Cagle's Inc. files for bankruptcy protection
Oct. 20, 2011
by Meat&Poultry Staff
ATLANTA – For several years, Cagle's Inc. has incurred significant operating losses that culminated with the Oct. 20 announcement that Cagle's Inc. and its subsidiary Cagle's Farms Inc. have filed for Chapter 11 bankruptcy protection.
Cagle's filed the petitions in the US Bankruptcy Court for the Northern District of Georgia in Atlanta, Ga. Atlanta-based Cagle's is an integrated poultry company that has been operating for more than 60 years.
In the first quarter ended July 2, Cagle’s sustained a loss of $5,735,000, which compared with net income of $3,478,000 in the first quarter of fiscal 2011. The company also suffered an operating loss during the period of $8,537,000, which compared with operating income of $5,811,000 in the same period a year ago. Net sales were $81,873,000, up 4 percent from $78,571,000.
Cagle's leadership emphasized that normal operations and customer service will continue without disruption, including sales, order processing and delivery. In connection with its Chapter 11 filing, Cagle's also announced it anticipates receiving court approval for a debtor-in-possession (DIP) financing facility from AgSouth Farm Credit, ACA.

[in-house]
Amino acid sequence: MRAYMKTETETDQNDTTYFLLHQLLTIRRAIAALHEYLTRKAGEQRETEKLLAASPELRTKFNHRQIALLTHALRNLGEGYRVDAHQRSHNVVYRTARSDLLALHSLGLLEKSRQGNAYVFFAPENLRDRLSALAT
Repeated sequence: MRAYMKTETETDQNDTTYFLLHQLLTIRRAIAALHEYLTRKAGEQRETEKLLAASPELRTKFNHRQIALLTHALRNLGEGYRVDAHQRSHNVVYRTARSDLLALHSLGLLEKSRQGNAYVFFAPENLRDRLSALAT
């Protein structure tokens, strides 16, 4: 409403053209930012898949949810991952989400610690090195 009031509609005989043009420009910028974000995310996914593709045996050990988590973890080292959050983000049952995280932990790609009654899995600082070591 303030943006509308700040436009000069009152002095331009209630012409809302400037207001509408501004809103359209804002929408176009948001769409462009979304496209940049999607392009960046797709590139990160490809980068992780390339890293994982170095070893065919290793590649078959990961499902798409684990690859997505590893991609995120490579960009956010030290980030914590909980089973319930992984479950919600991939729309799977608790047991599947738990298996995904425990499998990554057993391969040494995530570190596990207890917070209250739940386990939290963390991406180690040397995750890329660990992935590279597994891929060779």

"After careful consideration, we concluded that a Chapter 11 restructuring represents the best long-term solution for Cagle's Inc. and Cagle's Farms Inc.," said J. Douglas Cagle, chairman, president and CEO. "It is our goal to reach an agreement with our creditors in a quick and efficient manner, allowing us to restructure our debt with minimal disruption to our operations.
"We appreciate the ongoing loyalty and support of our employees, growers, customers and vendors," he added, "Their dedication and hard work is critical to our success. We remain committed to leading Cagle's toward a strong and profitable future with the help of our employees, our growers, our customer base, and our vendor community. Cagle's remains a viable business that is deeply committed to our employees and the customers that we serve."
Cagle's did not set a target date for emergence from Chapter 11, but Cagle stressed the company's strategy is to move quickly. "There is much work ahead," he added, "but time and time again, our employees have proven their ability to face significant challenges and handle change. By working together, we can preserve Cagle's and its future."